Many of the events at last week's Republican National Convention in San Diego, from the keynote address by Rep. Susan Molinari
(R-N.Y.) to the "women in leadership" forum, were designed to overcome the gender gap suffered by Republican nominee Bob Dole.
Heading into the convention, polls showed that Dole trailed President Clinton among women voters by as much as 18%. Surveys found the gap was created not by the abortion issue, but primarily by the "safety net" issues of Medicare and Medicaid, according to pollsters Celinda Lake, a Democrat, and Ed Goeas, a Republican.
But overnight polls released at last week's convention showed that the Republican efforts have borne little fruit. By midweek the gap had shrunk by less than 1%.
Not that everyone didn't know it already, but Republicans made it clear last week that if Bob Dole wins the White House the party will work hard to give hospitals and physicians medical malpractice reform.
"The proliferation of litigation hits the consumer with higher prices and cripples the practice of medicine," said a plank in the GOP platform approved in San Diego last week.
Medical malpractice reform proposals endorsed by the GOP include capping medical malpractice noneconomic damage claims, limiting punitive damages, allowing installment payments of judgments and eliminating the joint-and-several-liability rule that allows hospitals to become the "deep pockets" when a physician doesn't carry enough insurance.
"Republican leaders have not wavered in their support for healthcare liability reform, and we look on (the) platform action as boosting our efforts to secure comprehensive federal healthcare liability reform," said Wayne Sinclair, executive committee chairman of the Health Care Liability Alliance.
Various proposals for medical malpractice reform were debated in Congress earlier this year. However, threats of a veto from President Clinton prevented any measure from becoming law.
Convents may soon replace spas as the resort of choice for health-minded consumers.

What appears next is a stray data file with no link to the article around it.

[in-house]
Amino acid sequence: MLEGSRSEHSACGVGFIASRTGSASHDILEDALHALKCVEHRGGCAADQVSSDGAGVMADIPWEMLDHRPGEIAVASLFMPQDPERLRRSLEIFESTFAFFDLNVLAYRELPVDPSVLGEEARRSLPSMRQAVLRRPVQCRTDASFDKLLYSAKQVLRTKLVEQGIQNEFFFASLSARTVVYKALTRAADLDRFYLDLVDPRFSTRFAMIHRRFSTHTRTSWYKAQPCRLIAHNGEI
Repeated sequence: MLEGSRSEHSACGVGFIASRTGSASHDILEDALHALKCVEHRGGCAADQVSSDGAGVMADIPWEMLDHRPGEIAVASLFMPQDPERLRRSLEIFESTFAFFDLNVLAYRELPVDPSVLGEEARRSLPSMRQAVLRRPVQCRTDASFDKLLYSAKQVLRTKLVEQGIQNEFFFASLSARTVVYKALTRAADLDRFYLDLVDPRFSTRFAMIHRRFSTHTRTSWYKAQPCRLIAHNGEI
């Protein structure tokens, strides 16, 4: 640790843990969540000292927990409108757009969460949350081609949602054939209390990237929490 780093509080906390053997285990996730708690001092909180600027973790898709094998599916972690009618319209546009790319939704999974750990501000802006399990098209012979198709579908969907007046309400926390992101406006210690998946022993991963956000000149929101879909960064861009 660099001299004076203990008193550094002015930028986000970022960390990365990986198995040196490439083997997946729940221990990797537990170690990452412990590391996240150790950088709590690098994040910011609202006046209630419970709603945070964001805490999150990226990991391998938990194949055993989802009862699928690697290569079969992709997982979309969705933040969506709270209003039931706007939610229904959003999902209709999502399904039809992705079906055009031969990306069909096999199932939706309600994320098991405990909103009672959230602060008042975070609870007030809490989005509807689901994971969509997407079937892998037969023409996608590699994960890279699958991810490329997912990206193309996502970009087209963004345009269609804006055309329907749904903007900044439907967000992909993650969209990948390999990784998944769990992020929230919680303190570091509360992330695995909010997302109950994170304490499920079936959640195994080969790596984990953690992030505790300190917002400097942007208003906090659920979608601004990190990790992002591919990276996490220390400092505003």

A study published in the July 1996 issue of the Gerontological Society of America's Journal of Gerontology: Social Sciences found that nuns live longer than other American women, probably as a result of their no-smoking, no-boozing lifestyle.
Researchers Steven M. Butler and David A. Snowdon of the University of Kentucky studied the mortality rates of 2,573 members of the School Sisters of Notre Dame congregation who were born between 1886 and 1916 and died by 1965. About 99% of the nuns were Caucasian and of European descent. The remainder were primarily Hispanic. The nuns never smoked, had not borne children, rarely drank alcohol, were lifelong educators or domestic workers, lived in convents, and had access to similar preventive and medical services.
The researchers compared the mortality rates of the nuns with those of white women in the general population who lived and died in the same era. According to their findings, 73 nuns died for every 100 women in the general population who passed away. The researchers concluded that the nuns' habits contributed to their lower-than-average mortality rate.
With respect to specific causes of death, the researchers noted that fewer nuns died from respiratory cancers than members of the general population, most likely because they didn't smoke. However, more nuns died from cancers of the breast and reproductive organs because they did not have children, the study found.
Needle-stick injuries are the leading route by which blood-borne illnesses can infect healthcare workers on the job. There are 800,000 such injuries every year in the United States.
Nurse Lynda Arnold has launched a one-woman crusade to prevent them. She wants the nation's 6,000 hospitals to sign a "pledge to healthcare worker safety."
Arnold knows how high the cost of these accidents can be. In 1992 she was withdrawing an IV catheter needle from a patient at Community Hospital in Lancaster, Pa., when the man jerked. Despite latex gloves and routine precautions, the needle went into her palm. Six months later she tested positive for HIV. Now 27 years old, she is dedicating herself to the cause of better protection for healthcare workers.
"I am living proof that needle sticks happen and that the consequences can be deadly," Arnold said. "I am more than a (Centers for Disease Control and Prevention) statistic. I am committed to fighting against occupational exposure to HIV, hepatitis and other blood-borne diseases."
Several cases of salmonella poisoning transmitted to children by reptiles were reported by Children's Hospital Medical Center, Akron, Ohio. All four children suffered intestinal and bloodstream infections, and it was reported that one child contracted meningitis as a complication of the infection.
According to Blaise Congeni, M.D., director of infectious disease at Children's, DNA testing found the same organism present in the children and their families' pet reptiles. The sources of the infections were traced to three iguanas and a snake.
According to a Children's spokesman, reptiles always carry the disease, whether dormant or active, in their intestines. The federal Centers for Disease Control and Prevention issued recommendations for preventing the transmission of salmonella from reptiles to humans and identified people with increased risk for infection or serious complications of salmonellosis.
Recommendations include keeping the pets out of food-preparation areas and keeping their food dishes, cages and aquariums away from the kitchen area. They may not be appropriate pets in households where people at increased risk for infection reside.